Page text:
The VW Golf is the quintessence of German automotive engineering: A no-nonsense, high-tech car for the masses with an image that's as neutral as distilled water. No one looks silly driving a Golf. It's a classless car.
Today's Golf IV is several orders of magnitude safer, more comfortable and more practical than the classic 1970s Golf I. It's available in several versions, and there's a myriad of possible add-ons: more powerful engines (or super-low-consumption direct injection diesel TDI engines), power windows, classy stereos, plush and/or posh seats, navigation system and whatnot. This palette is topped off by the designated sports version, the GTI. Incidentally, the Golf GTI is the most frequently-stolen car in Germany.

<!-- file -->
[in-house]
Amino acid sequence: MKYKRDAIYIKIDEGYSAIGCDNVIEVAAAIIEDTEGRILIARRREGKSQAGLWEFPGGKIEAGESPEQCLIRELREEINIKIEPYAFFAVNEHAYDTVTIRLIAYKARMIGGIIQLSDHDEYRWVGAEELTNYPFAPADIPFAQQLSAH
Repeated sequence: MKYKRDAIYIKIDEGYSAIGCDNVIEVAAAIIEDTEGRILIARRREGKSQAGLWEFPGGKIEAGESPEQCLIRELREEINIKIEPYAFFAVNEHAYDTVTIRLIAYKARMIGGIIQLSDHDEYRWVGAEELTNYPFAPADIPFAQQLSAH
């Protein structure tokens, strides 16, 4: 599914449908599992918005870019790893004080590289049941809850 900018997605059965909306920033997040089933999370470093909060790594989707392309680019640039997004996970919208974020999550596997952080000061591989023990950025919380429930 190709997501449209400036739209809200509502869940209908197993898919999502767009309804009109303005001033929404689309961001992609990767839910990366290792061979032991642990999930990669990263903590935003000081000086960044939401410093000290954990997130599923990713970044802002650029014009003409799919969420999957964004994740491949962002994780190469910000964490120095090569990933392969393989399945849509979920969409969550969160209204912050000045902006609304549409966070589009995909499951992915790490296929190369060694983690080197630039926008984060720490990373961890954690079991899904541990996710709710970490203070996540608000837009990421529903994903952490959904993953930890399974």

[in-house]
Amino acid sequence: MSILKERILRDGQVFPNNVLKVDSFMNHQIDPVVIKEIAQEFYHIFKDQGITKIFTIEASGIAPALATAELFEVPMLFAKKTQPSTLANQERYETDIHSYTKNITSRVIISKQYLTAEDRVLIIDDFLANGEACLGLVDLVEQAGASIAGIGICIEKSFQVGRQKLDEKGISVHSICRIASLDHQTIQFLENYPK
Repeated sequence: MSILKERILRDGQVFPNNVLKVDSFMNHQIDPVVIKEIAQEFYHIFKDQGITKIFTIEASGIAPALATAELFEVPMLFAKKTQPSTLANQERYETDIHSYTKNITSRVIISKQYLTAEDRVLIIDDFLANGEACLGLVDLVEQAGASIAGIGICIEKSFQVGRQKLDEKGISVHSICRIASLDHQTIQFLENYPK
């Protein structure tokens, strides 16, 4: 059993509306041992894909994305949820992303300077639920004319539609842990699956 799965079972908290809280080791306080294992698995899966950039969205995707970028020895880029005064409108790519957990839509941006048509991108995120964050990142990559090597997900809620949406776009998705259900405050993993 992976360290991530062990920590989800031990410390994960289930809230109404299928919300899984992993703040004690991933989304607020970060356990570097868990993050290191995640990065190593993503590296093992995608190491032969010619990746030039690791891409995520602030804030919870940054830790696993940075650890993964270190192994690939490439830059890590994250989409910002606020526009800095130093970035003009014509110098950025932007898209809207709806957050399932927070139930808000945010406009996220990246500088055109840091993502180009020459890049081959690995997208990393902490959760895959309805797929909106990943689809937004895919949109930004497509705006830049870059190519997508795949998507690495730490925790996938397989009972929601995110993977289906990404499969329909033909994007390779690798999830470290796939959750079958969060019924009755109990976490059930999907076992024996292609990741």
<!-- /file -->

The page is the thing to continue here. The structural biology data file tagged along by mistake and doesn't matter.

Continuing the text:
Getting a brand-spanking-new black Golf IV GTI as his 18th birthday present, driver's licence in pocket (you need to be 18 to drive in Germany), is nearly every German 17-year-old boy's wet dream. I, frankly, don't care much, I drive around in my mother's scruffy Golf II.